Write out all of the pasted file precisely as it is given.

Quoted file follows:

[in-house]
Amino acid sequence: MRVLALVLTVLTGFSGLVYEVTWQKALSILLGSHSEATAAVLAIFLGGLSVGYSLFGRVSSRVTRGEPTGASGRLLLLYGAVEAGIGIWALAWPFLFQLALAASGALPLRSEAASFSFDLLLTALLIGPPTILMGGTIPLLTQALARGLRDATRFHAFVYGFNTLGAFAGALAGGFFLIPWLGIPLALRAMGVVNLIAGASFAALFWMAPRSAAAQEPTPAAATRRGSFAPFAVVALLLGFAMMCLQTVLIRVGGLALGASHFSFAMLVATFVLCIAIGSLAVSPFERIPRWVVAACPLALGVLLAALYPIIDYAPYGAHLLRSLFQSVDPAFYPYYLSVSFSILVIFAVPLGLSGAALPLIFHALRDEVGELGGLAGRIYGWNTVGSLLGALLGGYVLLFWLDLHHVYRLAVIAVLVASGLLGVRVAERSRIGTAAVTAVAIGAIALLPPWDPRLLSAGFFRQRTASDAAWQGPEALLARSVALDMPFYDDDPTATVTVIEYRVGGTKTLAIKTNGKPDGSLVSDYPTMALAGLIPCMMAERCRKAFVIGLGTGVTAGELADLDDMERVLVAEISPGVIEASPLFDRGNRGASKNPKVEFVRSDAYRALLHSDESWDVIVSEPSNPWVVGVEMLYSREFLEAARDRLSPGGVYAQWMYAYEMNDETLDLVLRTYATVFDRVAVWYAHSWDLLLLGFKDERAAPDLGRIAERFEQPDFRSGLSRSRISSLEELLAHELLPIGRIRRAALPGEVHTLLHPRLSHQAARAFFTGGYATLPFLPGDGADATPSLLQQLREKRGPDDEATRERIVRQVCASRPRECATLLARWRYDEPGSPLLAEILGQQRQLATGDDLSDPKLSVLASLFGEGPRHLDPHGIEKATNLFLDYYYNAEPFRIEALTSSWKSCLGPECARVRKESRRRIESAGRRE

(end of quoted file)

[in-house]
Amino acid sequence: MRVLALVLTVLTGFSGLVYEVTWQKALSILLGSHSEATAAVLAIFLGGLSVGYSLFGRVSSRVTRGEPTGASGRLLLLYGAVEAGIGIWALAWPFLFQLALAASGALPLRSEAASFSFDLLLTALLIGPPTILMGGTIPLLTQALARGLRDATRFHAFVYGFNTLGAFAGALAGGFFLIPWLGIPLALRAMGVVNLIAGASFAALFWMAPRSAAAQEPTPAAATRRGSFAPFAVVALLLGFAMMCLQTVLIRVGGLALGASHFSFAMLVATFVLCIAIGSLAVSPFERIPRWVVAACPLALGVLLAALYPIIDYAPYGAHLLRSLFQSVDPAFYPYYLSVSFSILVIFAVPLGLSGAALPLIFHALRDEVGELGGLAGRIYGWNTVGSLLGALLGGYVLLFWLDLHHVYRLAVIAVLVASGLLGVRVAERSRIGTAAVTAVAIGAIALLPPWDPRLLSAGFFRQRTASDAAWQGPEALLARSVALDMPFYDDDPTATVTVIEYRVGGTKTLAIKTNGKPDGSLVSDYPTMALAGLIPCMMAERCRKAFVIGLGTGVTAGELADLDDMERVLVAEISPGVIEASPLFDRGNRGASKNPKVEFVRSDAYRALLHSDESWDVIVSEPSNPWVVGVEMLYSREFLEAARDRLSPGGVYAQWMYAYEMNDETLDLVLRTYATVFDRVAVWYAHSWDLLLLGFKDERAAPDLGRIAERFEQPDFRSGLSRSRISSLEELLAHELLPIGRIRRAALPGEVHTLLHPRLSHQAARAFFTGGYATLPFLPGDGADATPSLLQQLREKRGPDDEATRERIVRQVCASRPRECATLLARWRYDEPGSPLLAEILGQQRQLATGDDLSDPKLSVLASLFGEGPRHLDPHGIEKATNLFLDYYYNAEPFRIEALTSSWKSCLGPECARVRKESRRRIESAGRRE